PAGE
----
The Big Mac. The Whopper. Two titans of the burger industry. Never has there been a bigger rivalry – two warring peoples living in one great nation. Will the war ever end?
That’s the question Burger King posed this week to competitor and reigning burger giant, McDonalds.
It was about the burgers…but not really. Really, it was about getting Burger King on the tongues of America (pun intended). So how did they “go viral?”
Believe it or not, I can tell you exactly how they did it: they created content and a storyline people wanted to share. Then people did share it. Then people shared their thoughts on it. Then people shared those thoughts. Etc.
So how can your brand do that?
1. Be Bold (aka share-worthy)
Let me be the one to break it to you – your new product launch is not going to break the Internet. Sorry, Apple. I’m looking at you.
Sharable content is so much more about what your consumer wants to share than it is what you want to share with them. Finding that intersection is where the magic happens.
Burger King chose to “call out” their number one competitor (yes, I know that the Chipotles and Paneras of the world are quickly eating up market share, but let’s leave that for another time), but in an unexpected way. They called them out to join forces. Unexpected. Interesting concept. And appeals to pure morbid curiosity about what a McWhopper would taste like.
2. Have a bigger purpose
So, it can’t just be about your product. Check. But what is the bigger rallying cry? What is the human insight? What is that bigger “thing” that you can use your big bad corporate money to help fix?
Burger King centered its efforts around World Peace Day. This was smart, in part, because it’s super non-controversial and yet really hard to participate in. BK, in theory, gave people a way to join in.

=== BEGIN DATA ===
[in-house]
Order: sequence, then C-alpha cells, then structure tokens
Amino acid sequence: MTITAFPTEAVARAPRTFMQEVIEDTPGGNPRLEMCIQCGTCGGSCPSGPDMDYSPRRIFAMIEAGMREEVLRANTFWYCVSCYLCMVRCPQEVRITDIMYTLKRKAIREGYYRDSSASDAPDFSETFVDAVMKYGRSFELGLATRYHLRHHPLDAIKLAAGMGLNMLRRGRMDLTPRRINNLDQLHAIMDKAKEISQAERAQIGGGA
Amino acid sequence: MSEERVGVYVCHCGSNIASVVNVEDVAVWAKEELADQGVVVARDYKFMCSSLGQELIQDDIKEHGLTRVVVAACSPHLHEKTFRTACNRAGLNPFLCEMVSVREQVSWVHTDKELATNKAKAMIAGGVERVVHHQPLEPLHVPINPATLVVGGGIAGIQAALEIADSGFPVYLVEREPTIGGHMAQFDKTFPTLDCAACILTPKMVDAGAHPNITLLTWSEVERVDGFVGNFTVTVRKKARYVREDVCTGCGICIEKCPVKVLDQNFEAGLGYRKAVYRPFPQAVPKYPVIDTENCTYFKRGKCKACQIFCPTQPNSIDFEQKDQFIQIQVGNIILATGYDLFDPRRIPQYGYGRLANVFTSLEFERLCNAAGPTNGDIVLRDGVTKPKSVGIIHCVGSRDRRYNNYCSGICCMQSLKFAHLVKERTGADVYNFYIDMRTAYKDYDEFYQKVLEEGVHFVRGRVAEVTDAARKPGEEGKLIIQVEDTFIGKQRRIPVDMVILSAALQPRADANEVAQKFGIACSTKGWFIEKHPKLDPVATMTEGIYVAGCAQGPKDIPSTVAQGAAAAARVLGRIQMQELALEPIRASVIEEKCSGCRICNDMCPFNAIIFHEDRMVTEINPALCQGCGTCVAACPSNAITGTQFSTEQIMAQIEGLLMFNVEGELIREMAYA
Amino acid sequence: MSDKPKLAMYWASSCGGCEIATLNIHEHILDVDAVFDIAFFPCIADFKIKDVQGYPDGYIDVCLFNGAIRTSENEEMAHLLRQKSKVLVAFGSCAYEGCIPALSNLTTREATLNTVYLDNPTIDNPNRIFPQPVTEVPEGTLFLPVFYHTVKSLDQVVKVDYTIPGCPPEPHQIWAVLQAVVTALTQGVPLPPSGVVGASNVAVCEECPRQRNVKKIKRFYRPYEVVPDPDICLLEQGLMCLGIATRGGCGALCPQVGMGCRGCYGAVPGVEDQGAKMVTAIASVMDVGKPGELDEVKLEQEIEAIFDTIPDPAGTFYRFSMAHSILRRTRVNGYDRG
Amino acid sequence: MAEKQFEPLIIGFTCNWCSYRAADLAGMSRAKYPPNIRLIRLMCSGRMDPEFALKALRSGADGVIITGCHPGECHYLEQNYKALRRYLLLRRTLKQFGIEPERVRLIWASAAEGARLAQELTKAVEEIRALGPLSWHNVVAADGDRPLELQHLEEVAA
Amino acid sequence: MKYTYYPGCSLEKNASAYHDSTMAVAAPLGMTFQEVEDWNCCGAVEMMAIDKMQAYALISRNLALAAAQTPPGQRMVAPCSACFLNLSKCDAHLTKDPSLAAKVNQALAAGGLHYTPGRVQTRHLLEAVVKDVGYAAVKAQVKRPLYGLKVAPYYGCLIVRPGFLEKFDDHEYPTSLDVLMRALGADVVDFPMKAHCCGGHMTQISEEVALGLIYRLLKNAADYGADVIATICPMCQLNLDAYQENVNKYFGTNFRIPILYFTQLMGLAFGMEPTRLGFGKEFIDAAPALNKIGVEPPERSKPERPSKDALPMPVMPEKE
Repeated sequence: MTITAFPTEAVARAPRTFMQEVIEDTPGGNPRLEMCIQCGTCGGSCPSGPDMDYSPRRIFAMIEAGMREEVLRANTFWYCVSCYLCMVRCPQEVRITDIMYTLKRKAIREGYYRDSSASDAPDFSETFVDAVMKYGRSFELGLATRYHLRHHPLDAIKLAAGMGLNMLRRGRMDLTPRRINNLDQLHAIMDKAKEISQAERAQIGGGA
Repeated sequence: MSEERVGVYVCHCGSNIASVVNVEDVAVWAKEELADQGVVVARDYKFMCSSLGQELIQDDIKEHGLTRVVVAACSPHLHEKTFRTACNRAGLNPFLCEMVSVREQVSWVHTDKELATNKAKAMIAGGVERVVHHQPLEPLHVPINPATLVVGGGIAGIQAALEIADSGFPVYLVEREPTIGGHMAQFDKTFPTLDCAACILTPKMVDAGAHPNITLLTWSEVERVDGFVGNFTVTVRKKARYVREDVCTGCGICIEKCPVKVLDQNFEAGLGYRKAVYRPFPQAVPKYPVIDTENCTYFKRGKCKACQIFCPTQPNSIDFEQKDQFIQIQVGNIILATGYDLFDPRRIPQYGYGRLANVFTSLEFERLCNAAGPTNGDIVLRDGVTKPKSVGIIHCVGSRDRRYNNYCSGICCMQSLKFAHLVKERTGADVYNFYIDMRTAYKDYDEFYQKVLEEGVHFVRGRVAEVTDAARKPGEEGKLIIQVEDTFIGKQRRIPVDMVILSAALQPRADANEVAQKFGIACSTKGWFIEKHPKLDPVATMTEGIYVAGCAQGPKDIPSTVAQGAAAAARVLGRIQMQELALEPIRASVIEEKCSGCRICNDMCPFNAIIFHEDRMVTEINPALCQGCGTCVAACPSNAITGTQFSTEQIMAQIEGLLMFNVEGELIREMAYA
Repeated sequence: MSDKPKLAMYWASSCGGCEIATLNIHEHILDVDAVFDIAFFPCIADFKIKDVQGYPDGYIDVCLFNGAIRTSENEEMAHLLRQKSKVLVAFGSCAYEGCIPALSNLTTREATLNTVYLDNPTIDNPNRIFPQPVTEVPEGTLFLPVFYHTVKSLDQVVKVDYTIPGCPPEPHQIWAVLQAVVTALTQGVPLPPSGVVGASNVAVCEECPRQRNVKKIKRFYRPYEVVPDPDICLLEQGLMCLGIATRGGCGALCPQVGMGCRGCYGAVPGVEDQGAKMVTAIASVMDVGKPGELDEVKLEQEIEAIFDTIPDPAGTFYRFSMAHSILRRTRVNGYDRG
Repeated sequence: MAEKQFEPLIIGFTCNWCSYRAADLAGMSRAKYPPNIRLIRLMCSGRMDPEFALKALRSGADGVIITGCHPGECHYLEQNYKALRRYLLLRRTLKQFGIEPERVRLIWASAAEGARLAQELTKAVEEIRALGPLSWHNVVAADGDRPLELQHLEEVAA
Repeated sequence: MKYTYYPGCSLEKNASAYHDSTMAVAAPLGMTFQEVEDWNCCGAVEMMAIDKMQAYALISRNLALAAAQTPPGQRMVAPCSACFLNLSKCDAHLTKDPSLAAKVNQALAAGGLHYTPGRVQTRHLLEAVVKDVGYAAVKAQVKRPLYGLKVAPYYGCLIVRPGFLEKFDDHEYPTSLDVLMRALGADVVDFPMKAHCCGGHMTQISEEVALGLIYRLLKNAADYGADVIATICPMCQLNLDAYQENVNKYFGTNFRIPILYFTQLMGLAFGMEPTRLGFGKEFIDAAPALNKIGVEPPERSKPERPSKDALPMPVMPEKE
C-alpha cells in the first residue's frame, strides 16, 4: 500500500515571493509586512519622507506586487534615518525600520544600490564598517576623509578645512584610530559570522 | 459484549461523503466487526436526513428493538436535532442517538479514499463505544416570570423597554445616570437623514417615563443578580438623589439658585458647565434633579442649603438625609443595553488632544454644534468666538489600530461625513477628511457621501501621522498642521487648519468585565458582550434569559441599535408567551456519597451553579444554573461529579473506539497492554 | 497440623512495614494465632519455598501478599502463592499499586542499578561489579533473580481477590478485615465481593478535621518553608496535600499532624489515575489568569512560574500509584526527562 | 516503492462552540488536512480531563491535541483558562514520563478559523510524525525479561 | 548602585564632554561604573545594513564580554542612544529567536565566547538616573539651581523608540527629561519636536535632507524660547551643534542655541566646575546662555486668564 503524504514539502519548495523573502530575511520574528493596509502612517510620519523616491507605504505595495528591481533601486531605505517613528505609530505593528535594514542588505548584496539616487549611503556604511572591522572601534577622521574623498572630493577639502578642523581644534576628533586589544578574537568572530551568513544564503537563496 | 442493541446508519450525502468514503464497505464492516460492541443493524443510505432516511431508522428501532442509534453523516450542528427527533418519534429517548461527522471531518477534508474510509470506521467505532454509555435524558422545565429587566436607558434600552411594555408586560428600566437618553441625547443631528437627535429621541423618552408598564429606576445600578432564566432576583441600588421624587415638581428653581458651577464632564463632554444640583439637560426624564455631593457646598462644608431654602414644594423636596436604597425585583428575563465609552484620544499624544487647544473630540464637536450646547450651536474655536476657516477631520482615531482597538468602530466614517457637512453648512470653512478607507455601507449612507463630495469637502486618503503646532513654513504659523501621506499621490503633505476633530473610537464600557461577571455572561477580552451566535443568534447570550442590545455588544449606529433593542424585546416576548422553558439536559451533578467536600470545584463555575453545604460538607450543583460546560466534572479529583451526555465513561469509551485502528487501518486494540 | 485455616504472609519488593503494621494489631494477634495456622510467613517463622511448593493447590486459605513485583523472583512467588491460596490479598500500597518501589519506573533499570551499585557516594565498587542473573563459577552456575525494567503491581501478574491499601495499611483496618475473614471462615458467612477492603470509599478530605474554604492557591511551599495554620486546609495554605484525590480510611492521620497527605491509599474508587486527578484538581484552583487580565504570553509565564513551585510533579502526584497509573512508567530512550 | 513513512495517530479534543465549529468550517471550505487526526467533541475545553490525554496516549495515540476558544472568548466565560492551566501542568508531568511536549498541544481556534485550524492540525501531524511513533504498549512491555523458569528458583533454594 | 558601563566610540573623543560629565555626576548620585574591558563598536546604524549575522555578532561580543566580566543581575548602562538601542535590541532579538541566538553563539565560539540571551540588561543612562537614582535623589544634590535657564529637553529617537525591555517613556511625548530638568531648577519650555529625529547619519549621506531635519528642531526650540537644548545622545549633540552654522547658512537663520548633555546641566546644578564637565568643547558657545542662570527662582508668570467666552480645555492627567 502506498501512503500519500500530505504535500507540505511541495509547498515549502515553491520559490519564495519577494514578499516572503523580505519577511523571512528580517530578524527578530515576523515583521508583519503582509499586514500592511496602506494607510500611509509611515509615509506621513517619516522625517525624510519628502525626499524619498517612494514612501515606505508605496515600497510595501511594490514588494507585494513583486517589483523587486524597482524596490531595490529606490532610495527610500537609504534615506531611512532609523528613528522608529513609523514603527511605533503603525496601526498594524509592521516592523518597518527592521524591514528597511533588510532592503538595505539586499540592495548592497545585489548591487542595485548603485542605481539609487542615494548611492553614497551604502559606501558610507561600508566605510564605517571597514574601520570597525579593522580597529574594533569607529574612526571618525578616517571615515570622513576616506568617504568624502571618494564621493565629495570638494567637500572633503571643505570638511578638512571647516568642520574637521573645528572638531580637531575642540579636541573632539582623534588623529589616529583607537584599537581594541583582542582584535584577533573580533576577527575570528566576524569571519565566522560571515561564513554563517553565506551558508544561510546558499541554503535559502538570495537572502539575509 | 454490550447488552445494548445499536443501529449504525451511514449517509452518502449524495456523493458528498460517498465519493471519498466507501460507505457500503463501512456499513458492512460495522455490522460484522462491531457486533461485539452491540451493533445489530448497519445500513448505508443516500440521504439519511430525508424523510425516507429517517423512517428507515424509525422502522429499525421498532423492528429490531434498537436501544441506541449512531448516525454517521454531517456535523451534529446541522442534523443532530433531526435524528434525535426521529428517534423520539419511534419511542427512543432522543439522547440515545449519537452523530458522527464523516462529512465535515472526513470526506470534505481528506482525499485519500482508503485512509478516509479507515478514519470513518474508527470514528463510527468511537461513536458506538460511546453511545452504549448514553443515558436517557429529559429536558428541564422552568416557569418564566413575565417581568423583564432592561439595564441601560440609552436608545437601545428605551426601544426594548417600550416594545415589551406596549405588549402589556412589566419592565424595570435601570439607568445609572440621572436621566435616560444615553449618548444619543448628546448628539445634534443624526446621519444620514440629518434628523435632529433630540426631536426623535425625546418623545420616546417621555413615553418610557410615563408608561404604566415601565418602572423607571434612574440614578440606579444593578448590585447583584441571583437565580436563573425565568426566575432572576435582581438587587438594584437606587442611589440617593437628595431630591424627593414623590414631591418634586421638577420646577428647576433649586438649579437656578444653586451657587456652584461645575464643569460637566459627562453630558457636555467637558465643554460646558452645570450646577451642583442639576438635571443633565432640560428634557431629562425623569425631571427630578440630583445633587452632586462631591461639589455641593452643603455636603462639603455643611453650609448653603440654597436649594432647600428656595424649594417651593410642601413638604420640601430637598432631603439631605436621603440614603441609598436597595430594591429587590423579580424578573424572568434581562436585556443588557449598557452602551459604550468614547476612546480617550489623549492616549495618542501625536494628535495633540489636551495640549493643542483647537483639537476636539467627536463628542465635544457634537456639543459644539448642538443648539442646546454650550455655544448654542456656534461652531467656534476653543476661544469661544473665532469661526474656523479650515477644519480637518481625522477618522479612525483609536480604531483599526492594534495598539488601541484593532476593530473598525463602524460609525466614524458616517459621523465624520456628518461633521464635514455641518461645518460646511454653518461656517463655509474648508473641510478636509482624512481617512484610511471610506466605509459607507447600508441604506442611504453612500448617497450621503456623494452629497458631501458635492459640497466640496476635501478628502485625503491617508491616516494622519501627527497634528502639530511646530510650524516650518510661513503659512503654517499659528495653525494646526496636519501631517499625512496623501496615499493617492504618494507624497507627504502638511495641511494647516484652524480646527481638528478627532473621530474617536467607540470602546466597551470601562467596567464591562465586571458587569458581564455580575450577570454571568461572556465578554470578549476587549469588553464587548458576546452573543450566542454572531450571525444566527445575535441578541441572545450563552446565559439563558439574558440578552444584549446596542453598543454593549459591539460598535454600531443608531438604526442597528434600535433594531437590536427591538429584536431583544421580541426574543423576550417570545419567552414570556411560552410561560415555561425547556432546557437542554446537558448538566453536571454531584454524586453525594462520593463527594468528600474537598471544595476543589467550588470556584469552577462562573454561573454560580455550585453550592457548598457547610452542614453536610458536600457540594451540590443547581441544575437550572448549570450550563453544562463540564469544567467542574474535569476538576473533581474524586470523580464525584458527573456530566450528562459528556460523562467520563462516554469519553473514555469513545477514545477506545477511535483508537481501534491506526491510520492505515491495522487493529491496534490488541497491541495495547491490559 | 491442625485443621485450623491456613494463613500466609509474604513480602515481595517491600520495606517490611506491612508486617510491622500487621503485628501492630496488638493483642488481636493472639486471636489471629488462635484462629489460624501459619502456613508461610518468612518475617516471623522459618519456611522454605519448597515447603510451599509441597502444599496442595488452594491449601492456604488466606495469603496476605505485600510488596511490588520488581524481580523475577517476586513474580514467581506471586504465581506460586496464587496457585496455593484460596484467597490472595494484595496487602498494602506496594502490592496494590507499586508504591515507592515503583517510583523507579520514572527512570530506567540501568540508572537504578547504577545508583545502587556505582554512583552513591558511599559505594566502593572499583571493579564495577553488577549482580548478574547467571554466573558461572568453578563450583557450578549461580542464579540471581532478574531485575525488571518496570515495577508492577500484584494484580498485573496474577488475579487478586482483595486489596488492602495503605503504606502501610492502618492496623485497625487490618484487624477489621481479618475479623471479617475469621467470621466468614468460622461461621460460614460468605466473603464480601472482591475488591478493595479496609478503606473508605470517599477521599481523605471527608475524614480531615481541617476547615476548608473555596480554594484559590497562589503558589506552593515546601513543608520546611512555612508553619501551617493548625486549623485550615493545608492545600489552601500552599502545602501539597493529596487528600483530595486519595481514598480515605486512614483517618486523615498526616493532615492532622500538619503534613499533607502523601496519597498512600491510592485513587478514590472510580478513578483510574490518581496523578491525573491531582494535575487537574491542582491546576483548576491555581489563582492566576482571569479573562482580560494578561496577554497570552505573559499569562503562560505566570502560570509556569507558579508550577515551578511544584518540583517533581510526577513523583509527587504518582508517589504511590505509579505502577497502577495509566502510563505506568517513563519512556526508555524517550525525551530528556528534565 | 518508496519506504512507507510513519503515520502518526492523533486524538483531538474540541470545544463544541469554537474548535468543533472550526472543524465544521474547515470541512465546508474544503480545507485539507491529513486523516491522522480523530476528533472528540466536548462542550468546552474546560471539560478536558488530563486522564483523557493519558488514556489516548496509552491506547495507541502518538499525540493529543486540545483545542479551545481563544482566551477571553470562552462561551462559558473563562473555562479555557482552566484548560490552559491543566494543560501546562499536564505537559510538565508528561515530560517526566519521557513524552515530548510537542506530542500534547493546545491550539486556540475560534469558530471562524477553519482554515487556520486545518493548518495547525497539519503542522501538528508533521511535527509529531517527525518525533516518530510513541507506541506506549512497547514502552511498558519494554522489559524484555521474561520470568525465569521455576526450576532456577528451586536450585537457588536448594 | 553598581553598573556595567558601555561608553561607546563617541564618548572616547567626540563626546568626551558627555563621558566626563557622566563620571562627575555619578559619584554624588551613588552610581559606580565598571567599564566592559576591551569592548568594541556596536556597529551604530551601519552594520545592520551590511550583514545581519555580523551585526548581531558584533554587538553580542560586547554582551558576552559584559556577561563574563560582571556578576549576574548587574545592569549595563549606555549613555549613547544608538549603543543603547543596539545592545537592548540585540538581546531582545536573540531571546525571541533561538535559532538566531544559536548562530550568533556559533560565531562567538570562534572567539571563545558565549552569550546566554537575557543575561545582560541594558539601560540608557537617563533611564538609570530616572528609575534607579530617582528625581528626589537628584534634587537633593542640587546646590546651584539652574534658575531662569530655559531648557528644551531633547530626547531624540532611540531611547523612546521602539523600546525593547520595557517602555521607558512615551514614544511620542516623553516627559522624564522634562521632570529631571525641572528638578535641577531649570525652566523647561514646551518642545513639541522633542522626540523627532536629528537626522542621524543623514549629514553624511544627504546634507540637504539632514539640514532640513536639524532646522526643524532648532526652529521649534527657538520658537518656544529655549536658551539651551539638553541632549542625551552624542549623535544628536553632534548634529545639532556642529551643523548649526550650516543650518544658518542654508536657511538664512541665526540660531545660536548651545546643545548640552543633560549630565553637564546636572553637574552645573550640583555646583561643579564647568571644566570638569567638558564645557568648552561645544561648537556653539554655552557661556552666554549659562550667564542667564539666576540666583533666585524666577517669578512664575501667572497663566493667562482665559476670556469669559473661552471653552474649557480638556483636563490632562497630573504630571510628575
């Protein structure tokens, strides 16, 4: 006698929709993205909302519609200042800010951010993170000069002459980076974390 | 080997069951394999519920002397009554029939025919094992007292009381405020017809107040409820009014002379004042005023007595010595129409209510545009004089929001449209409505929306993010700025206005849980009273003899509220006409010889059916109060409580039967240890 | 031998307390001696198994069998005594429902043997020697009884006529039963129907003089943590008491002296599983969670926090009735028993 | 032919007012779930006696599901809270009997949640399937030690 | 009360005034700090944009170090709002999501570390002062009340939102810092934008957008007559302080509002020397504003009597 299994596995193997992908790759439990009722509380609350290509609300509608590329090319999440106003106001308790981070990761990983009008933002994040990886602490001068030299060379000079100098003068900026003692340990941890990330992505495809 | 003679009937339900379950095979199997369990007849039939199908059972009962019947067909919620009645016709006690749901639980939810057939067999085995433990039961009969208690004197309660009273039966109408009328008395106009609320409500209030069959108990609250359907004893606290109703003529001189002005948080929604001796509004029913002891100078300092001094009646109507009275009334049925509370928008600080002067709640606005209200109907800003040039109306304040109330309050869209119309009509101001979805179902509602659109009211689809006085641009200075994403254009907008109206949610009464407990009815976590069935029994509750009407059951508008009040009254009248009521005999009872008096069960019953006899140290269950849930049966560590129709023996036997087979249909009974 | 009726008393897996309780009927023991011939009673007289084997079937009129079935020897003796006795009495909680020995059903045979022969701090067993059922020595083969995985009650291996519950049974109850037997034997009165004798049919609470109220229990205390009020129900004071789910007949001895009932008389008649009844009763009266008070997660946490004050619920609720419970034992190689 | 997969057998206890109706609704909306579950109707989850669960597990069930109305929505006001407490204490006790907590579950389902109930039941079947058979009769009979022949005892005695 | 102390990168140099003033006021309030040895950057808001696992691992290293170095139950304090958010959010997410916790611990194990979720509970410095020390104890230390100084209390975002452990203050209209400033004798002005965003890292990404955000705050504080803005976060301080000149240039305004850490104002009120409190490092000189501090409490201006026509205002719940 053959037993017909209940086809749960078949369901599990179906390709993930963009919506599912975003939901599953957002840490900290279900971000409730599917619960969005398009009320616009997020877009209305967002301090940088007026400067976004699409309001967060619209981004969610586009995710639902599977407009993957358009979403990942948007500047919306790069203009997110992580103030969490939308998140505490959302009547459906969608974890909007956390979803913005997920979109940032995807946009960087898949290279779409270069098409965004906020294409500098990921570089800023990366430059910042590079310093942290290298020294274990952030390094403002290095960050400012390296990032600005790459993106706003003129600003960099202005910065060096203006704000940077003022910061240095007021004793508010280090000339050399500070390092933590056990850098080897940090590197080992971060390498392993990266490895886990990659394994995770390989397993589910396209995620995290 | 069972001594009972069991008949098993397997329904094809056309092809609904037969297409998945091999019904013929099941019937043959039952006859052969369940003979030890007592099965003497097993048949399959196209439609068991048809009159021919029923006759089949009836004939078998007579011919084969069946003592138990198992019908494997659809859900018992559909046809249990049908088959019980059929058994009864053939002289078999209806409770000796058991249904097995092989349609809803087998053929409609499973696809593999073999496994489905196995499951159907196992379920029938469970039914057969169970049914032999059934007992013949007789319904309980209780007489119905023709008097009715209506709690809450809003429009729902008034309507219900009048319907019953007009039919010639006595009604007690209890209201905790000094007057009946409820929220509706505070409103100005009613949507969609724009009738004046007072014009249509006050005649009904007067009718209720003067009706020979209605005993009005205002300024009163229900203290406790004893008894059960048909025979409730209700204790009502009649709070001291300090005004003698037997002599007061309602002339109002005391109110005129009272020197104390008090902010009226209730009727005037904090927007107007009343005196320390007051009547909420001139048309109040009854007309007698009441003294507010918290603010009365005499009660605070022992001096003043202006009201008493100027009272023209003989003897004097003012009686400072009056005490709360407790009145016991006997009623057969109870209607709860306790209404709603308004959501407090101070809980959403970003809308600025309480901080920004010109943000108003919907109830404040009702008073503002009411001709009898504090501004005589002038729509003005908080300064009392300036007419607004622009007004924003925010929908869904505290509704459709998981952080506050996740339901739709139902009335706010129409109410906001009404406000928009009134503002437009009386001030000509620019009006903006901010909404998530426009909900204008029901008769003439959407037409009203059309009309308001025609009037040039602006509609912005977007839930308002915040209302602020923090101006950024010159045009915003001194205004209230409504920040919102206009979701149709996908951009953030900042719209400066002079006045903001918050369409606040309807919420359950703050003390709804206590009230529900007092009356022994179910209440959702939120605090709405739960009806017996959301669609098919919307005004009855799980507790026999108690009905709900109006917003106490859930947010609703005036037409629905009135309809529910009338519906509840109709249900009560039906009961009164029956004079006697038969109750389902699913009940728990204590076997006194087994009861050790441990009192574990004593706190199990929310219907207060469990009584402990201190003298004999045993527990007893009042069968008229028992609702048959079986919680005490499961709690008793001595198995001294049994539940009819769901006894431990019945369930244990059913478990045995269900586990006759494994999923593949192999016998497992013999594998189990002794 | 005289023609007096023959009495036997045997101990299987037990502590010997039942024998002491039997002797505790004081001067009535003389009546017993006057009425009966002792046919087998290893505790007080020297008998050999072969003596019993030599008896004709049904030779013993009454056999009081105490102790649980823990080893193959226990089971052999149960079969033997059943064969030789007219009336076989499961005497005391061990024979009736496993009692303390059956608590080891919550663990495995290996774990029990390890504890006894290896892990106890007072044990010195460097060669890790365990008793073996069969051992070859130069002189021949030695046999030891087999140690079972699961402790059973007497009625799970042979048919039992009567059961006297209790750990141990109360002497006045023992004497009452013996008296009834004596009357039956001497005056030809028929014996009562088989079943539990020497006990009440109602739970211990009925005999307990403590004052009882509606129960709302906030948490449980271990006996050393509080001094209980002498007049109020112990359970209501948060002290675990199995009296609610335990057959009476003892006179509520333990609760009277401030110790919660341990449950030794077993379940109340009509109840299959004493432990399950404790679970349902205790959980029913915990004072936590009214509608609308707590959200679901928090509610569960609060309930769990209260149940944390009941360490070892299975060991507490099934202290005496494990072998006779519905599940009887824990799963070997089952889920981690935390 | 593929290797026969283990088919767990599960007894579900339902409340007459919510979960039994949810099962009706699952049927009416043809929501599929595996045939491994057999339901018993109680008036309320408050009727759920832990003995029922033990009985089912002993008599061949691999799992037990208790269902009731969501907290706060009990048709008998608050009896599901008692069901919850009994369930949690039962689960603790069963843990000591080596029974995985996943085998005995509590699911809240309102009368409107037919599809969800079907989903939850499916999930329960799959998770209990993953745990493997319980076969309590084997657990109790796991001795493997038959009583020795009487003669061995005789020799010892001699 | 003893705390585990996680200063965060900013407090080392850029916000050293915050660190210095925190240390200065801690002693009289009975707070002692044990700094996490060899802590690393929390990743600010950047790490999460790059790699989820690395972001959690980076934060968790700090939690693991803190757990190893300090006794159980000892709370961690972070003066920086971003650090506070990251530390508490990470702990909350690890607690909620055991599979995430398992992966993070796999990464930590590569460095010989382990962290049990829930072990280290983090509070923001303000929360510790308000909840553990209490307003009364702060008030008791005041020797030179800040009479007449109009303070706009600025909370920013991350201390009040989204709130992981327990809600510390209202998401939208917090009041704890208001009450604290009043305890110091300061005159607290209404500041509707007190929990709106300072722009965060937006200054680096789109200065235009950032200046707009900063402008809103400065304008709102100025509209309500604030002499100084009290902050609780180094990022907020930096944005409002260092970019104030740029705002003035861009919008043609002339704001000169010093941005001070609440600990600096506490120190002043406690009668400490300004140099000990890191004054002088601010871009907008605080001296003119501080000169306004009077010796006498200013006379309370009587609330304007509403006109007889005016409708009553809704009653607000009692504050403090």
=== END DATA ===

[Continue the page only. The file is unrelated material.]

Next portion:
3. Be everywhere
Hit the streets and the Internet hard and fast. At go-time have your ducks in a row and ready to move. Yes, I said the streets. To truly be seen by “everyone,” real life and online must merge.
Burger King did a solid job of this by working with online influencers, buying media, earning coverage and really committing to the idea on their owned channels.
Don’t be fooled. This. Takes. Money. Yes, you can luck into a great cat video but unless you have awesome light saber skills, budgeting for the initial groundswell is the only way to ensure that you are being seen beyond the echo chamber of your own circle (i.e. client, agency, friends, family).
Burger King also made it INCREDIBLY easy to share the content that they have created for their owned channels. Every single aspect (from the videos to the uniform mock ups) had their own share buttons. Like I said, “viral” is merely a product of mass sharing.
4. No really, everywhere
Yes, this is the age of new media, but as the Girl Scouts taught us, make new friends, but keep the old. Don’t underestimate the power of paid print media. Especially as icing on the cake.
I am always a fan of on open letter and this one did not disappoint.
5. Think of everything
If people are going to take you seriously, you have to make it as realistic as possible. Even if it has “stunt” written all over it (like this did), if you think through all of the logistics, people will take you more seriously.
BK did a great job of showing everyone that they thought this through.
6. Get the right buy-in
Mickey Dee’s didn’t seem to think that Burger King was taking World Peace Day seriously enough. But that’s kind of funny, because Jeremy Gilley, the CEO of Peace One Day seemed to think it was a great idea.
By getting buy-in from someone with real street cred, Burger King had the insurance that their efforts weren’t seen solely a flippant PR stunt…
So when your client says they want to “go viral,” don’t let them be fooled. Explain the process…and then ask them if their cat is available for keyboard lessons.